Saying “Wow!”

Onward & Upward

Welcome back!


I’m really excited to share this post because I love to see practical tips for applying new things in everyday life and I figure others do, too! My last post was about the glasses we wear throughout life, how they show us what to see, and how we can change them if we want to (if you missed it, you can check that post out here).


I talked (well, wrote) in the last post about how the first step toward freedom is realizing you are wearing glasses (ie, have adopted a specific narrative). The second, if you don’t like the glasses you’ve always worn, is choosing to try on a new pair – easier said than done, but I think this short story might give you a good starting place, especially if the glasses you have worn thus far have told you things like, I’m not safe, this is too much for me to handle, life is too hard, bad things always happen to me…


Before we start I want to introduce you to a key player in this post. This is my mom: isn’t she cute? All throughout my growing up years my Mom and Dad were in ministry. They still are, really, because I don’t know that ministry is something you ever really leave once God has called you to it, even if the platform changes. Here is the neat thing about them: even with all their experience, all their training, all their knowledge of Scripture, they realized a while back that in many areas they had lived their lives by a narrative that didn’t necessarily agree with the Bible. It agreed with religion, it agreed with church culture and their peers, but it didn’t agree with what they started to see very clearly in God’s Word. After all that time and experience and knowledge, they decided to put new glasses on – glasses that agreed with God on health, prosperity (for those confused about this word it is simply having more than enough for whatever God calls you to do), and the overcoming life we can have in Christ. There is something really special about watching your parents change their own glasses, rewrite their narrative, and see the changes it brings to their lives.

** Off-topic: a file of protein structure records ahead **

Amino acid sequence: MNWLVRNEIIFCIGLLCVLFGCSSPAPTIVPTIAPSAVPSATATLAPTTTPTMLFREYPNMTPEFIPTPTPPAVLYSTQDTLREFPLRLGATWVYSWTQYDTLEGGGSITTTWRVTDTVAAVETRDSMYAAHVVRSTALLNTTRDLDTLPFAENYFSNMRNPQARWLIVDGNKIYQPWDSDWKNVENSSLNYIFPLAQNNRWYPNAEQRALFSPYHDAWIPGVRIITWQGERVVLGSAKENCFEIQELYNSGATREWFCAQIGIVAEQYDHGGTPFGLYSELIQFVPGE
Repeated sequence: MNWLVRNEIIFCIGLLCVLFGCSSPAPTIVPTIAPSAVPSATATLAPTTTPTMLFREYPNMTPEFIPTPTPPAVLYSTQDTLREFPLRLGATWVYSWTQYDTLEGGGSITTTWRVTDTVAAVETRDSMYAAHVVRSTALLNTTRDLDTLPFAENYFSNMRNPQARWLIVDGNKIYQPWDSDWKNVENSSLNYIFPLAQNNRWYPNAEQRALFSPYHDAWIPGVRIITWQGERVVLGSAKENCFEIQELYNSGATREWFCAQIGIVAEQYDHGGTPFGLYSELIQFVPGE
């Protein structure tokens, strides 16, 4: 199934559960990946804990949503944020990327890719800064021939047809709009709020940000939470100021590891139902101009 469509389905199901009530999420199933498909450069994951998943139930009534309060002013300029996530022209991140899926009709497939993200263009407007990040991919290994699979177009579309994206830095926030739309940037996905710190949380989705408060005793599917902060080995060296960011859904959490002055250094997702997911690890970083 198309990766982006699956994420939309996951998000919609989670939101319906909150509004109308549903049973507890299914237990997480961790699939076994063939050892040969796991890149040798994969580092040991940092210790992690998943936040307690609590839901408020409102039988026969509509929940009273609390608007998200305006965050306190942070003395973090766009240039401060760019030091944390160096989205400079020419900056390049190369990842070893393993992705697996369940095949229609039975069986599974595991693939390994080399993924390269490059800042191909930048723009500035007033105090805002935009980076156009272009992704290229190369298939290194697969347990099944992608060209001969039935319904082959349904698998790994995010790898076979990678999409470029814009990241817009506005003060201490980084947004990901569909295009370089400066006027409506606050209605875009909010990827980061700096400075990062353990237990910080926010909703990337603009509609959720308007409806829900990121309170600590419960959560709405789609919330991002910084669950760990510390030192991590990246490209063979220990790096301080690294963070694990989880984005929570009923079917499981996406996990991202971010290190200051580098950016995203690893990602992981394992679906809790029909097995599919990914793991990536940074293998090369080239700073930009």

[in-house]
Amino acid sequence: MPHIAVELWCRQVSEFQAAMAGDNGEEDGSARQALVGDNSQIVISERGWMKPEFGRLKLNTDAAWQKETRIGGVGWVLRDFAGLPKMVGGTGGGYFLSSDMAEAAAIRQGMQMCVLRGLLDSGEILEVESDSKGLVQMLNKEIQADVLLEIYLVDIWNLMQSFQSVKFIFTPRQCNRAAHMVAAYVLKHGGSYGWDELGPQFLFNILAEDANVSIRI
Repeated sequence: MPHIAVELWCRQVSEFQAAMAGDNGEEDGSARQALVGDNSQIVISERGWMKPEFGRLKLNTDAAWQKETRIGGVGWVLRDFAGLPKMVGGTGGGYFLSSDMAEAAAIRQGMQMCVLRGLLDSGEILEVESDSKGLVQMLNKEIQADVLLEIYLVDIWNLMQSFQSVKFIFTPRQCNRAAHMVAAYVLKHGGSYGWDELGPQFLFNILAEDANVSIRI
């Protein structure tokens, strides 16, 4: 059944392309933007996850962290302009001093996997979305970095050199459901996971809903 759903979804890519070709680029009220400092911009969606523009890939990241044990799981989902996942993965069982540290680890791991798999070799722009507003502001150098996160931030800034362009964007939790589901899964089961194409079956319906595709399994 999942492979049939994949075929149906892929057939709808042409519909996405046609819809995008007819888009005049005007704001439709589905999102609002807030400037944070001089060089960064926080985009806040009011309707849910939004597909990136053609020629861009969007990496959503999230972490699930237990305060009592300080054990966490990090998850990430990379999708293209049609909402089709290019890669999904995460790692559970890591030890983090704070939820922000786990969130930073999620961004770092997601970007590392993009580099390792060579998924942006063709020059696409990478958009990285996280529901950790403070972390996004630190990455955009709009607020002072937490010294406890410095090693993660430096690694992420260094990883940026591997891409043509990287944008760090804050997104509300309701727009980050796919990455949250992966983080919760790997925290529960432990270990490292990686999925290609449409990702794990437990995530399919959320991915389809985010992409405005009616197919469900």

I wanted to share specifically today how my mom took off an old pair of glasses and put on a new pair and a brief peek at what it looked like. Even if these aren’t things you struggle with personally, I think it will encourage you and maybe paint a picture that things don’t have to always be the way they are right now.


As my mom proofread this to check for accuracy, she said it might encourage you if I include that before this defining moment in her life, she had been in a process of tearing down lies little by little and replacing them with truth. This process did not produce big, tangible change at the time, but it was slowly changing her heart and her beliefs. Don’t discount the seasons of uprooting old beliefs, taking thoughts captive, or anything else that seems tedious and like it isn’t really changing all that much right now. That is the exact place where change is conceived and starts to grow. It was the stacking up of these individual truths in my mom that finally led her to know that she could choose to act, right where she was – on the verge of a panic attack.